One of my employees is leaving because her husband is being transferred to another state. Now I discover she has already filed for unemployment. In fact, I have already received the notice from the Unemployment Agency. What’s the best way to handle this situation?
It’s a common scenario: you hire an employee for a position and after their training period they continuously make mistakes and do not meet your performance expectations. The poor performance could be for a number of reasons: they need further training, they have personal distractions keeping them from performing up to par, or maybe they’re just not the right person for the position at your company. So you decide to terminate their employment and find a new employee to take over their job responsibilities. Without proper documentation to support your termination, you could be facing a number of potential liabilities.
We’ve heard a number of managers refer to probationary periods and make statements such as “we can terminate them within the first 90 days of employment because they’re in a probationary period.” Even in an at will employment relationship (for the states which recognize at will employment), termination during a probationary period could still result in potential liability for your company in the event of an unemployment claim or other lawsuit (discrimination, harassment, etc).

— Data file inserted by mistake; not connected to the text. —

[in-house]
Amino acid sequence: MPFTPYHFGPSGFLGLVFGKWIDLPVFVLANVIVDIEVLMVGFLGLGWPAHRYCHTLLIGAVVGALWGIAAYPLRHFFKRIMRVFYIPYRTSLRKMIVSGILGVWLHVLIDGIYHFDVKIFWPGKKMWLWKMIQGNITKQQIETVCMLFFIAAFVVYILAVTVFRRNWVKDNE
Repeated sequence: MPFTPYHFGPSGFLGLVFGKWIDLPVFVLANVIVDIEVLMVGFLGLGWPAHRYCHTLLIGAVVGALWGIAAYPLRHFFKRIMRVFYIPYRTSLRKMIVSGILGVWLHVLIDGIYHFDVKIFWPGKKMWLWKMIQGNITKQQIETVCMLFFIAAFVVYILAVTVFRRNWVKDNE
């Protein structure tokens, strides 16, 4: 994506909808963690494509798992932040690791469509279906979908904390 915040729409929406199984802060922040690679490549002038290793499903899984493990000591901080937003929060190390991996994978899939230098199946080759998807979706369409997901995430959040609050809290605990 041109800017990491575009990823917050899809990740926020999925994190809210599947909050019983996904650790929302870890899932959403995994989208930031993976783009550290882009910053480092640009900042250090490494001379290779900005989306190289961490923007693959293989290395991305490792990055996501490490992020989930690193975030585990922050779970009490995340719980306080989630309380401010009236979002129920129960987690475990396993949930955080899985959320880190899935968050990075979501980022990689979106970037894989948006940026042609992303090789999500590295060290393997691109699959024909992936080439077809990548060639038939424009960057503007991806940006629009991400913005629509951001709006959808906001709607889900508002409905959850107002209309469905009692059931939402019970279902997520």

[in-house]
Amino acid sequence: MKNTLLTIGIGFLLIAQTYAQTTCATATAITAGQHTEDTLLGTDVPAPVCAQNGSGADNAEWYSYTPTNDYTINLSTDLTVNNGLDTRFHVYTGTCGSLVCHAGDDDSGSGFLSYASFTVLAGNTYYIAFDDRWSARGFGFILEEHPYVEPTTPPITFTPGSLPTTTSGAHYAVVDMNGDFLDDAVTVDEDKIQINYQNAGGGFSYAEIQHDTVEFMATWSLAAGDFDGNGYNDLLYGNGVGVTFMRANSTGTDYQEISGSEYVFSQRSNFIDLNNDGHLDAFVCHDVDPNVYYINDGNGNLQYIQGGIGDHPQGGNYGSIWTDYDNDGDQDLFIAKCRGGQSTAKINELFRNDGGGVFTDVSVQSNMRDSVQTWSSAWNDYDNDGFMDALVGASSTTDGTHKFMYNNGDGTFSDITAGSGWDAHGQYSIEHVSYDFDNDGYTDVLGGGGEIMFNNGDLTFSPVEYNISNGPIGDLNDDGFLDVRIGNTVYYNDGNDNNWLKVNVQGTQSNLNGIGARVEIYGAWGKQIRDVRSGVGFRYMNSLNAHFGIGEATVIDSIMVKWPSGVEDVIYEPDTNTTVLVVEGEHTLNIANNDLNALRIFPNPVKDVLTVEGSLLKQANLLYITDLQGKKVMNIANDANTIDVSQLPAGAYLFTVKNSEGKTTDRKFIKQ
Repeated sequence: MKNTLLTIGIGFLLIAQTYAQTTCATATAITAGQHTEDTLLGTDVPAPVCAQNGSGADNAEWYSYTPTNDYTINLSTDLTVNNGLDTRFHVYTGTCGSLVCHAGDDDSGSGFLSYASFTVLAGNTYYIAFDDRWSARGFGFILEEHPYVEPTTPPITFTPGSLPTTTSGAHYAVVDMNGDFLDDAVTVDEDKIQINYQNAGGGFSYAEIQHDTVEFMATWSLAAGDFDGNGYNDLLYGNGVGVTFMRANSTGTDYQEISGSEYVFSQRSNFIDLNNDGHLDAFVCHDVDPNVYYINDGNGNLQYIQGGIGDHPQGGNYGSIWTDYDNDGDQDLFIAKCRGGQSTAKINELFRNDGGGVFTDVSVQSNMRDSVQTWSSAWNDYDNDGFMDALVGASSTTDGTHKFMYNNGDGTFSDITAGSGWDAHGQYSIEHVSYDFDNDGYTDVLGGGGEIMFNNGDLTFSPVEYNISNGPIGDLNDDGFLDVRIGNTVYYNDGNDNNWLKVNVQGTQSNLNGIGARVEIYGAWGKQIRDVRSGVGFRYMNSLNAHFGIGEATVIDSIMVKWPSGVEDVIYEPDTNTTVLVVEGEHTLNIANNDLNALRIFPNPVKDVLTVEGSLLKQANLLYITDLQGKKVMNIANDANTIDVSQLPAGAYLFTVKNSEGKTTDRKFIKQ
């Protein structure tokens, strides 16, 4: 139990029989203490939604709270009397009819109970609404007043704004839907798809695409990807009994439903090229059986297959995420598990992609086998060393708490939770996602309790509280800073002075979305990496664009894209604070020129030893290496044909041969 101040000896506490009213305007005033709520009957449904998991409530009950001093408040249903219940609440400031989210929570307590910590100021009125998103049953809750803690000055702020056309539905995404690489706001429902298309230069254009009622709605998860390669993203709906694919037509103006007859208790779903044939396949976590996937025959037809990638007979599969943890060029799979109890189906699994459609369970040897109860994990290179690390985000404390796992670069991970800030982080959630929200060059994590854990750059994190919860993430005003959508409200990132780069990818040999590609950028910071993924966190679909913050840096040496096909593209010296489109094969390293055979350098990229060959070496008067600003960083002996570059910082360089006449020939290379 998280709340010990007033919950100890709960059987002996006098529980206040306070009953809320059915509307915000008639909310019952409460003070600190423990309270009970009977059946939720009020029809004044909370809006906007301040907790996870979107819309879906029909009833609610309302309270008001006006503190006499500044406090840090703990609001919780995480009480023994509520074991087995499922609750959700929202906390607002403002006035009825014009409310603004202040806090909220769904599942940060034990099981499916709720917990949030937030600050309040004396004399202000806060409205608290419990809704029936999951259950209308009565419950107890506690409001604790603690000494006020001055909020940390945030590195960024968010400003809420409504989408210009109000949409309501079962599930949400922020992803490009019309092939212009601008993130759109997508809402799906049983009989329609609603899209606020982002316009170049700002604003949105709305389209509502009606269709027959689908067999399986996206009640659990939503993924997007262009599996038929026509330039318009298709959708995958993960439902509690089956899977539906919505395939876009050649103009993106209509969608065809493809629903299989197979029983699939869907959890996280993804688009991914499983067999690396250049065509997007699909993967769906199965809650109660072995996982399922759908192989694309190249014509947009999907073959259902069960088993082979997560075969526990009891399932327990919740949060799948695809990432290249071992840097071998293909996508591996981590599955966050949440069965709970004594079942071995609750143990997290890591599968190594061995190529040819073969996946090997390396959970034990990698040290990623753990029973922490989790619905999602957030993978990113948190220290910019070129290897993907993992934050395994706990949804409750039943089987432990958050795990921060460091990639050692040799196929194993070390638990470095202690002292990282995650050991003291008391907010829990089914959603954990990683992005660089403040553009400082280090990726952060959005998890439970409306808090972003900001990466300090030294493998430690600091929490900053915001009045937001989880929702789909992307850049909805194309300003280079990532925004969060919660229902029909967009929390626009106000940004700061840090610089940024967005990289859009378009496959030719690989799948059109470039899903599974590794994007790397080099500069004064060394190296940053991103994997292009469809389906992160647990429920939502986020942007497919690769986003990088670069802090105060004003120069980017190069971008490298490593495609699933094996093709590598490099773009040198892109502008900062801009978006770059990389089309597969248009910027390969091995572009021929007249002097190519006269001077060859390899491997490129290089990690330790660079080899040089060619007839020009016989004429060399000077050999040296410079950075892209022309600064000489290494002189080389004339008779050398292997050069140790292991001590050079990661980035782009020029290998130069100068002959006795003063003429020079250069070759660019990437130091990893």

Whether an employee has worked for your company for 1 day or 10 years, there is still potential liability. For example, in Michigan, the wages for the last five quarters at all jobs the employee has worked are used when determining benefit eligibility. So even if the person was only employed by your company for two weeks or two days, they could still be eligible for benefits if their wages from all employers in the last five quarters meet the minimum threshold.
A common assumption among employers is that having a probationary period at the beginning of employment provides a safe-guard in terms of unemployment. For example, a company might have a 90 day probationary period for all new hires. A manager’s assumption is that they can terminate an employee during that 90 day window and the employee would be disqualified from receiving unemployment benefits because they are still a “probationary” employee.
This is not the case.
A sick, injured or pregnant employee can qualify for unemployment benefits when: